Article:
Medical Professional Publications

Babies Benefit From Maternal Influenza Vaccine – Even if Mother Has a Diminished Immune Response

(From the September 2017 issue of Research Now)

Repeated flu shots weaken pregnant women’s initial immune response, but still protect newborns. 

Influenza vaccination is recommended annually to everyone 6 months of age and older, including pregnant women. Pregnant women and newborns are both at risk for complications, hospitalizations, and even death from the flu. Flu shots during pregnancy protect both mothers and babies who are too young to receive vaccinations themselves. 

However, repeated vaccination can dampen antibody responses: those who receive a flu shot one year have lower antibody responses in the following year. 

What might repeated vaccination mean for pregnant women and their babies? To answer this question, researchers from Nationwide Children’s Hospital and The Ohio State University collaborated on a study to examine the effects of prior vaccination on antibody responses to seasonal flu vaccine in pregnant women and their newborns. 

The researchers measured influenza antibody levels in women pregnant women prior to receiving the vaccine, 30 days post-vaccination, and at delivery. At that time, they also tested umbilical cord blood to see how well the mothers’ vaccinations conferred protection to their babies. 

Women who had not received a flu shot in the previous year had better initial immune responses to the vaccine. In those who had received a prior flu shot, their peak antibody responses were weakened. However, prior maternal vaccination did not affect antibody levels transferred to newborns.

“Even though the maternal antibody responses were dampened in the women who had been vaccinated the previous year, antibody transfer to the newborns was not meaningfully affected by prior vaccination of the mother,” says Lisa Christian, PhD, a psychologist at The Ohio State University Wexner Medical Center and lead author of the study. 

Octavio Ramilo, MD, chief of infectious diseases at Nationwide Children’s and co-author of the study, says this is good news.

“Even if a woman gets vaccinated every year, receiving a vaccine while pregnant still provides a significant benefit for the baby,” says Dr. Ramilo, who is also a professor of pediatrics at the Ohio State University College of Medicine.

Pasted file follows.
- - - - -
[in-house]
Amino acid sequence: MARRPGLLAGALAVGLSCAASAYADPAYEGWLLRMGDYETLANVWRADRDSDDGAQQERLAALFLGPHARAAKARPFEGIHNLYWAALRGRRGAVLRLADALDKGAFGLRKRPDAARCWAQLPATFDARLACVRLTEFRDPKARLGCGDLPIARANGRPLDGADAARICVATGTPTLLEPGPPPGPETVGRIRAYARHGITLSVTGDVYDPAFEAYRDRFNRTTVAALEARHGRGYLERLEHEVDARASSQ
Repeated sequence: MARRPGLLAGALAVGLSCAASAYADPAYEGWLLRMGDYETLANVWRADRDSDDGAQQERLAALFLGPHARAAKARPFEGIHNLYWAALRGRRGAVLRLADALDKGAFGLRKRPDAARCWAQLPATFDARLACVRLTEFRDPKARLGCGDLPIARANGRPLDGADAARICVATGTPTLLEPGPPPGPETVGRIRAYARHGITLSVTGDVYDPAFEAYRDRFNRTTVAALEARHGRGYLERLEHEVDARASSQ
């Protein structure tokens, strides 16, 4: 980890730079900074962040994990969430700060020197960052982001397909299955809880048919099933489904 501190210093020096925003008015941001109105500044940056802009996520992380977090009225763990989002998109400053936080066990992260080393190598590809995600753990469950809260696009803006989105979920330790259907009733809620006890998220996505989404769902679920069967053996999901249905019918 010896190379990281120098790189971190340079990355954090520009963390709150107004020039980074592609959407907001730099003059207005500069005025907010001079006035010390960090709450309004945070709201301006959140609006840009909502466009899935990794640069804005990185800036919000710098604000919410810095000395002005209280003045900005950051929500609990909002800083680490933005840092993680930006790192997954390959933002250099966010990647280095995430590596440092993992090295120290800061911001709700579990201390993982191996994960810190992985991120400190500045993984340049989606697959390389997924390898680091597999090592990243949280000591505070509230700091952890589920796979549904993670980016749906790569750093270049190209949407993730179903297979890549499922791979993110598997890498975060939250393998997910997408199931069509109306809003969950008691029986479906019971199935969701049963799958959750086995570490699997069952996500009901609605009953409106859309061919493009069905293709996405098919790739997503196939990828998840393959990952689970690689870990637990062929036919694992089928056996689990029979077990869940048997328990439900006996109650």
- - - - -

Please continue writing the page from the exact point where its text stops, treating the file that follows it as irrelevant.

“This study is important because it demonstrates that the recommendations we have – that all of us, including pregnant women, should get vaccinated every year for the flu – are the best protection for mothers and babies,” says Dr. Ramilo. 

Dr. Christian agrees.

“These results provide reassurance that even though the dampening of antibody responses in the mother may occur in women with repeated vaccination, the protection conferred to the newborn should be equivalent,” she says. “The best policy is for everyone to get vaccinated because the protection from vaccines comes from the overall population being protected.”

Drs. Christian and Ramilo are continuing to examine different factors that could affect the vaccine response in pregnant women and their babies. Next, they will look at the extent to which psychosocial factors, such as depression, stress, and obesity, modify the antibody responses in pregnant women and antibody transfer to newborns. A more nuanced understanding of the vaccine response across individuals might help researchers identify ways to improve the vaccine. 

Reference:

Christian, L. M., Beverly, C., Mitchell, A. M., Karlsson, E., Porter, K., Schultz-Cherry, S., and Ramilo, O. (2017). Effects of prior influenza virus vaccination on maternal antibody responses: Implications for achieving protection in the newborns. Vaccine. doi: 10.1016/j.vaccine.2017.05.050.

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